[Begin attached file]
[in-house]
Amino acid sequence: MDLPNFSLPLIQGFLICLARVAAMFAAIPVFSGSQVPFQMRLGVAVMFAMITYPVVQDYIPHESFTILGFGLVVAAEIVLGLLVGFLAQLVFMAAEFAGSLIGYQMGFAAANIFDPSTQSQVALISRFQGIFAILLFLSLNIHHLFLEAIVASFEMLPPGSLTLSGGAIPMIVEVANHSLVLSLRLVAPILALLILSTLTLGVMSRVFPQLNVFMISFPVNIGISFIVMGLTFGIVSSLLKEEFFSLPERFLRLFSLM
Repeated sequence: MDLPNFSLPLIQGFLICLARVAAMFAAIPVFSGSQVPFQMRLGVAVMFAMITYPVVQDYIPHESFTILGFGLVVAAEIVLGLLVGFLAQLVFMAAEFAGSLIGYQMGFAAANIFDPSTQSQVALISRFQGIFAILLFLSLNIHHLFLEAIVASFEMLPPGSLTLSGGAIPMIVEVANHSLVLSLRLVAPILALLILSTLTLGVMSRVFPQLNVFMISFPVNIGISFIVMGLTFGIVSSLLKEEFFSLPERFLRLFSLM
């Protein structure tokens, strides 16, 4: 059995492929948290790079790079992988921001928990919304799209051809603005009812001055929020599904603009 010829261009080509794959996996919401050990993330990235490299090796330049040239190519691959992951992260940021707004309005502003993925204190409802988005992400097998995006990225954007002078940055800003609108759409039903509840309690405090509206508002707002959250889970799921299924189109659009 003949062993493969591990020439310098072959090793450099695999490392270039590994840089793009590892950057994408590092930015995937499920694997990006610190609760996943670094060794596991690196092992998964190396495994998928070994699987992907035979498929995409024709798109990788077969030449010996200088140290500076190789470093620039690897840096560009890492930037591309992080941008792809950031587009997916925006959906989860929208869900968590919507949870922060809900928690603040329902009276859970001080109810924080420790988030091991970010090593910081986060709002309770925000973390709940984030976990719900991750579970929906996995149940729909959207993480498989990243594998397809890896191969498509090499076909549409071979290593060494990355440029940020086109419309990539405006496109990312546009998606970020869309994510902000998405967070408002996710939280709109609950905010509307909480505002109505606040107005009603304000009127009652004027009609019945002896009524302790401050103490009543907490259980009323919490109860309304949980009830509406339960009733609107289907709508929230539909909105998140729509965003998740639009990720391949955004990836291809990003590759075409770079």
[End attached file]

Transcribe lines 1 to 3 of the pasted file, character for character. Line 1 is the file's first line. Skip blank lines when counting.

[in-house]
Amino acid sequence: MDLPNFSLPLIQGFLICLARVAAMFAAIPVFSGSQVPFQMRLGVAVMFAMITYPVVQDYIPHESFTILGFGLVVAAEIVLGLLVGFLAQLVFMAAEFAGSLIGYQMGFAAANIFDPSTQSQVALISRFQGIFAILLFLSLNIHHLFLEAIVASFEMLPPGSLTLSGGAIPMIVEVANHSLVLSLRLVAPILALLILSTLTLGVMSRVFPQLNVFMISFPVNIGISFIVMGLTFGIVSSLLKEEFFSLPERFLRLFSLM
Repeated sequence: MDLPNFSLPLIQGFLICLARVAAMFAAIPVFSGSQVPFQMRLGVAVMFAMITYPVVQDYIPHESFTILGFGLVVAAEIVLGLLVGFLAQLVFMAAEFAGSLIGYQMGFAAANIFDPSTQSQVALISRFQGIFAILLFLSLNIHHLFLEAIVASFEMLPPGSLTLSGGAIPMIVEVANHSLVLSLRLVAPILALLILSTLTLGVMSRVFPQLNVFMISFPVNIGISFIVMGLTFGIVSSLLKEEFFSLPERFLRLFSLM